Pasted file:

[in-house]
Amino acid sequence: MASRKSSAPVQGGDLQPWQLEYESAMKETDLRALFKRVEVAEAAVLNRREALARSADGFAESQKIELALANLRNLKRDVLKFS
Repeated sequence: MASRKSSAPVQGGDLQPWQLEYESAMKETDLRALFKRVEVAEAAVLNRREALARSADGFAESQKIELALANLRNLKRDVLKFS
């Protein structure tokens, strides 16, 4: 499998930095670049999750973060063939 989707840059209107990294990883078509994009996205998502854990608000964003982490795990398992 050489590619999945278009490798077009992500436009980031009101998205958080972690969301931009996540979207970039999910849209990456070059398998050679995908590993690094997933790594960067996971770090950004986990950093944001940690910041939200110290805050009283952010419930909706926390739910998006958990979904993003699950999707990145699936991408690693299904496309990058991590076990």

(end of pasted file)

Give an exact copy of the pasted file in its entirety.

[in-house]
Amino acid sequence: MASRKSSAPVQGGDLQPWQLEYESAMKETDLRALFKRVEVAEAAVLNRREALARSADGFAESQKIELALANLRNLKRDVLKFS
Repeated sequence: MASRKSSAPVQGGDLQPWQLEYESAMKETDLRALFKRVEVAEAAVLNRREALARSADGFAESQKIELALANLRNLKRDVLKFS
């Protein structure tokens, strides 16, 4: 499998930095670049999750973060063939 989707840059209107990294990883078509994009996205998502854990608000964003982490795990398992 050489590619999945278009490798077009992500436009980031009101998205958080972690969301931009996540979207970039999910849209990456070059398998050679995908590993690094997933790594960067996971770090950004986990950093944001940690910041939200110290805050009283952010419930909706926390739910998006958990979904993003699950999707990145699936991408690693299904496309990058991590076990």